Second, there’s a video on the church’s YouTube Channel wherein Executive Pastor Mark Porter spends a few minutes pressuring financial donations to the church by linking your relationship with God to your financial donations to the church. See below for his specific statements and how they are red flags for spiritual abuse.

Near the beginning of the video, he says (emphasis mine):

“...when I give financially to the mission here at Live Oak, I’m really giving to God, that I’m trusting Him with all that I have. That I’m giving Him ownership not just over my relationships or over my work, but over my finances too. And that a financial gift is not really a financial step, but it’s a relational step as I step in a deeper intimacy with God. It’s really worship...everything I’m provided I’m just re-gifting to is essentially agreeing with God that He is the Lord of my life and that He is in charge of all areas of my life….”

The fundamental problem with these statements is that Pastor Mark is equating a local Christian church with God Himself. He says when you give to Live Oak, you’re actually giving to God and trusting Him, but the truth is you’re giving to a local church that claims to work for the glory of God, not God Himself, and you’re trusting that local church to do what they claim they’re doing with that money, blindly, unless they have been completely financially transparent with you about how they’re spending that money. So far, they haven’t been financially transparent with me at all.

Also, the local church is not the New Testament equivalent to God’s House or temple. We, as individual believers, are the New House of God. And we are the new priests and priestesses ministering the gospel according to the law written on our hearts. (1 Cor. 6:19-20; Gal. 2:20; 1 Peter 2:9; Heb. 8:10; 2 Cor. 3:3; Rom. 2:15)

The point here is, the church, or any church, is not God, nor are they the House of God, and this kind of false equivalence can cause idolatry of the church. It’s also manipulative and being used to coerce financial support, which is spiritually abusive.

For some perspective, churches can easily avoid being coercive by simply asking for donations for this reason or that reason (such as a new project or mission) without saturating the request with statements that induce shame, guilt, or accusations and attacks on the faith and heart of the believer. When they use your faith and your relationship with Christ to garner submission to the church’s desires and demands as a mediator between you and God (Ex: Giving to the church is really a “relational step in deeper intimacy with God”), that is spiritually abusive.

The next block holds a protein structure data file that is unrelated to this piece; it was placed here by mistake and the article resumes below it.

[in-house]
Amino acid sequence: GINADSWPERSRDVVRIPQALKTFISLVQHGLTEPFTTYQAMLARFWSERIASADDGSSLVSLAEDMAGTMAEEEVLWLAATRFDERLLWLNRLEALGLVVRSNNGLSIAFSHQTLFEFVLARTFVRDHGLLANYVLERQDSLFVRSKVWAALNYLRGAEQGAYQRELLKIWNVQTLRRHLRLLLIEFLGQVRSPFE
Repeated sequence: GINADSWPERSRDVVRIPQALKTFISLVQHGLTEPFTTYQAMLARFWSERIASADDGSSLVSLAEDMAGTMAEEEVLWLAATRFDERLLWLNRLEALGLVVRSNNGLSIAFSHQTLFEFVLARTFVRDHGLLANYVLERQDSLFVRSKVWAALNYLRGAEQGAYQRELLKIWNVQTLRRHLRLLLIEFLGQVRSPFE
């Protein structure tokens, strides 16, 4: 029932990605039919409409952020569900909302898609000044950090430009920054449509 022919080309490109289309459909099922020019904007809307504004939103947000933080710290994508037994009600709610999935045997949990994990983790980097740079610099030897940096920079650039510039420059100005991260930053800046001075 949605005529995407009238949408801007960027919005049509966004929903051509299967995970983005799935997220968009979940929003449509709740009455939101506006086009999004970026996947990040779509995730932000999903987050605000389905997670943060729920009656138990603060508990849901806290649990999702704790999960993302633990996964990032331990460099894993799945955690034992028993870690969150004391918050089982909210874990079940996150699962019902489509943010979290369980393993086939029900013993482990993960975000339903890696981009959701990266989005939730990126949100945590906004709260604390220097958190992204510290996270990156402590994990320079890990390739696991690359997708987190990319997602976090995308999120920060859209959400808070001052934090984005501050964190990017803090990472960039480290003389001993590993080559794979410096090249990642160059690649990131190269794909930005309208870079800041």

Your relationship with God is not dependent upon how much, or if you donate money to a church at all. Churches aren’t God. They only claim to work in service to Him, but so you, and as a priest/priestess and minister of God and a part of the Church yourself, housing the Holy Spirit within you, any giving you do out of love for God and others, is giving for/to God. If you believe your church is serving God and doing Christ-centered work, you are led by the Spirit, and able to do so (your family is taken care of first), then by all means, donate to your church. But just know that your decisions to donate or not, how much or how little, is entirely up to you and between you and God, not you and your church, nor should it be compelled or pressured by them.

Pastor Mark continues. (emphasis mine)

“...I give recurring and the reason I just practically speaking how that helps me worship God is that I get an email when my gift comes out and when I get it in my inbox I can pray and thank God and be reminded that I’m not giving God a tip, but I’m giving Him what’s first…”

Here it seems like Pastor Mark is attempting to use the “first fruits'' argument that many churches falsely equate with free-will donations to the Christian church today, which is unbiblical. In the Mosaic Covenant with Israel in the Old Testament, the first fruit offering was separate from the tithe, not part of it. It also wasn’t money, but ONLY food from the lands of Israel, as was the tithe. In the New Testament, the phrase “first fruits” has been used to describe Christ Himself, the first Christians, and other spiritual blessings, but never money or possessions donated to a church. Therefore, this is yet another unbiblical and manipulative statement being used to possibly coerce financial donations.

The last comment made by Pastor Mark worth noting:

“...when we give, it’s a growth opportunity...of trusting God more and more as a disciple, as a follower of Him…”

This is another clear and direct equating of one’s personal faith and relationship with God and their outward submission to the church’s financial desires. Again, using God and your relationship with Him as a tool to garner financial support from you is exploitative and spiritually abusive.

Another red flag of financial abuse and exploitation would be the “Stewardship” section on the church’s Mission & Beliefs page, which also misapplies Old Testament passages to preach tithing.

Additionally, many of the phrases given here are similar if not identical to the false equivalency made in the “Give” video referenced above. They align your growth with Jesus to your “generosity” towards the local church, and even li